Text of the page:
There are two scenes in Secret Superstar that have the exact same lines. These scenes repeatedly mention that Baroda is only a small city in the universe and the world is too big. One can leave everything behind and fly away to success. Like the bubbles of a soft drink, those who have the talent in them will find a way to rise up. It is a simplistic message that ignores the reality of the industry. As the wise acting guru Nand Kishore from Luck By Chance said, "Yahan talent ke saath saath luck bhi bahut bada factor hota hai." Talent, luck, and nepotism. But that is a larger discussion for some other day. Till then, one can enjoy the pleasures of a sweet little film. 

Trivia:
1. Elvis Presley in the car
2. The newspaper shows Kangana Ranaut and Amitabh Bachchan receiving the national award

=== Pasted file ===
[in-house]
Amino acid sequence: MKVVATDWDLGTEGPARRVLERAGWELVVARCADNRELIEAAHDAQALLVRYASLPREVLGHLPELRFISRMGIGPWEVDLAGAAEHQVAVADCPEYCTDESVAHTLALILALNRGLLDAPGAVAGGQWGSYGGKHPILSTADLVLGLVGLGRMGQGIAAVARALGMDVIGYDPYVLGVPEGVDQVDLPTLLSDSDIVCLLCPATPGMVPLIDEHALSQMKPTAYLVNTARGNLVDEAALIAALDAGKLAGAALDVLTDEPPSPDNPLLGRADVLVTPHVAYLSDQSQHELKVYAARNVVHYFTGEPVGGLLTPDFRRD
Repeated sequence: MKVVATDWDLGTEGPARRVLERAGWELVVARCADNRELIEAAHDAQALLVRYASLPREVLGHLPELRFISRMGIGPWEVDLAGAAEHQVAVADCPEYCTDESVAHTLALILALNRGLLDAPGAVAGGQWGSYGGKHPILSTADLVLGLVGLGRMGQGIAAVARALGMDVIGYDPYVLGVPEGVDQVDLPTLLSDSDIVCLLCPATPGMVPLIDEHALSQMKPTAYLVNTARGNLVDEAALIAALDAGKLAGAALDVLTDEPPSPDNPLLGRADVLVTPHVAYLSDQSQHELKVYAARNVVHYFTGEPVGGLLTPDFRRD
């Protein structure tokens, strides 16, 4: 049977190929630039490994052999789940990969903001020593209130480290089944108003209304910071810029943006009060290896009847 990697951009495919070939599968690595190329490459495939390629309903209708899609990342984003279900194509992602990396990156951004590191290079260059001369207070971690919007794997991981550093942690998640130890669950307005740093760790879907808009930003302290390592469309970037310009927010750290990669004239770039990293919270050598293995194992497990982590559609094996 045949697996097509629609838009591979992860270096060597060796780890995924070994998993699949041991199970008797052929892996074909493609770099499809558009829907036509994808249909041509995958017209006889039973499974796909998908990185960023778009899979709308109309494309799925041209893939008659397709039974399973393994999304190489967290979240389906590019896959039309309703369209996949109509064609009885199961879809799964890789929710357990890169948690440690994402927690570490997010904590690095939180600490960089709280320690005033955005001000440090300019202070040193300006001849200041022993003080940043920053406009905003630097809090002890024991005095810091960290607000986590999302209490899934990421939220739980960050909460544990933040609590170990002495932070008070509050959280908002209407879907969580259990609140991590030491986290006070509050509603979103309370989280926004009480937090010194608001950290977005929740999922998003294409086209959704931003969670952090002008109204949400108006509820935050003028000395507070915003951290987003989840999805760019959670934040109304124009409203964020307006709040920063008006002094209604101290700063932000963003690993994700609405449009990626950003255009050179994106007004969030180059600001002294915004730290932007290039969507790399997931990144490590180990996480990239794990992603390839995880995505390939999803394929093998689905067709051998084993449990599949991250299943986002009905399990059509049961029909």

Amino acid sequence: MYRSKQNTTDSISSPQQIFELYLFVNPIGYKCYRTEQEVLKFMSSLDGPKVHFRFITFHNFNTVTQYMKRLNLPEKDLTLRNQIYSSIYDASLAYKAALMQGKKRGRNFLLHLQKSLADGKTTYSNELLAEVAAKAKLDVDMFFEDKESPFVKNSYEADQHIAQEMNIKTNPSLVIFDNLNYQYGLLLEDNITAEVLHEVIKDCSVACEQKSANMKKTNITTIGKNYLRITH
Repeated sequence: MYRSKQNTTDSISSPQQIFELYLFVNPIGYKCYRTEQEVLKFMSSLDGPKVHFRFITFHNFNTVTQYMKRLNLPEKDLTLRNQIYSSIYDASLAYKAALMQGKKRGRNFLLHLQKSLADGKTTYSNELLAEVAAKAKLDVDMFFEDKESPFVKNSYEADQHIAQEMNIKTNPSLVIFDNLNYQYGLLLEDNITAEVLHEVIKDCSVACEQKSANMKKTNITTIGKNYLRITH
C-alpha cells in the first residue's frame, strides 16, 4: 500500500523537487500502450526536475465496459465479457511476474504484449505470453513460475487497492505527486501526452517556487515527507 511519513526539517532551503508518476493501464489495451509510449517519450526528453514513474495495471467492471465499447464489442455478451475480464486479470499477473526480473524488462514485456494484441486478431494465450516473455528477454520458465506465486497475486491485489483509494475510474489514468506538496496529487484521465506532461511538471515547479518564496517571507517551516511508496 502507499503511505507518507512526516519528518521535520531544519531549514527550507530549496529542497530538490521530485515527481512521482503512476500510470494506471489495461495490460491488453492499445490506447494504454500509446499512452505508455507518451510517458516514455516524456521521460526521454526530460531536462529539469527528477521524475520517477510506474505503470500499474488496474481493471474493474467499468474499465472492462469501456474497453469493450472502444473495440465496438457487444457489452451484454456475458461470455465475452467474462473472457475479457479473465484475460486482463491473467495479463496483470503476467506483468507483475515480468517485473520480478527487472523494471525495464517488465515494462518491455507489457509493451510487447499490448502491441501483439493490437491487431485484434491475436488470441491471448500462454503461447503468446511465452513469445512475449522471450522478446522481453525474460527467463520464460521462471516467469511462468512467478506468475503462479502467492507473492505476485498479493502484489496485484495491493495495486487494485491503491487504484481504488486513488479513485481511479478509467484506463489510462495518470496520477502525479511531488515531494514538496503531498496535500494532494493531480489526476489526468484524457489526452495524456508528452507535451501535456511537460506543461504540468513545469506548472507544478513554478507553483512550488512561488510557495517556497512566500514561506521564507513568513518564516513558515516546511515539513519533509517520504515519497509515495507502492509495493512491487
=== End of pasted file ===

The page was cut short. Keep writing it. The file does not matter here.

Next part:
3. Aamir Khan likes (or hates) Shah Rukh Khan's films. In Nitesh Tiwari's Dangal, Geeta gets distracted from wrestling when she starts watching Shah Rukh Khan's films.
4. Insia's two Gmail addresses
 5. Insia watches a movie featuring Dracula.
 6. Monali Thakur wins the award for Moh Moh Ke Dhaage from Sharat Katariya's Dum Laga Ke Haisha.
 7. Insia watches Dhanush's Why This Kolaveri Di.
8. Science test. Kirchhoff's law. Redox reactions. #ILoveChemistry
9. Secret Superstar's director Advait Chandan has been a manager of Aamir Khan for many years. He got the idea for the film while working with Aamir on the show Satyamev Jayate

Other Reading:
1. A critique on the intersectionality in Secret SuperstarLink
2. The post on Lipstick Under My BurkhaLink

Dialogue of the Day:
"Insu, maine kahan that mujh se maang le na, zindagi se nahi."
—Najma, Secret Superstar

Sunday, April 29, 2018

Random Trivia Post

In Wake Up Sid, Sid speaks the same dialogue that Akash spoke in Dil Chahta Hai. "Usne teri khuddari ko lalkara hain yaar, kya kar raha hain, mard ban, be a man" In an interview, Ayan Mukerji said that Dil Chahta Hai was the one movie that changed his life.
Maneesh Sharma's Fan took elements from Shah Rukh Khan's movies, such as Darr, Baazigar, and Dilwale Dulhania Le Jayenge (DDLJ). In Fan, Gaurav takes the train from the same platform where Raj and Simran said goodbye in DDLJ.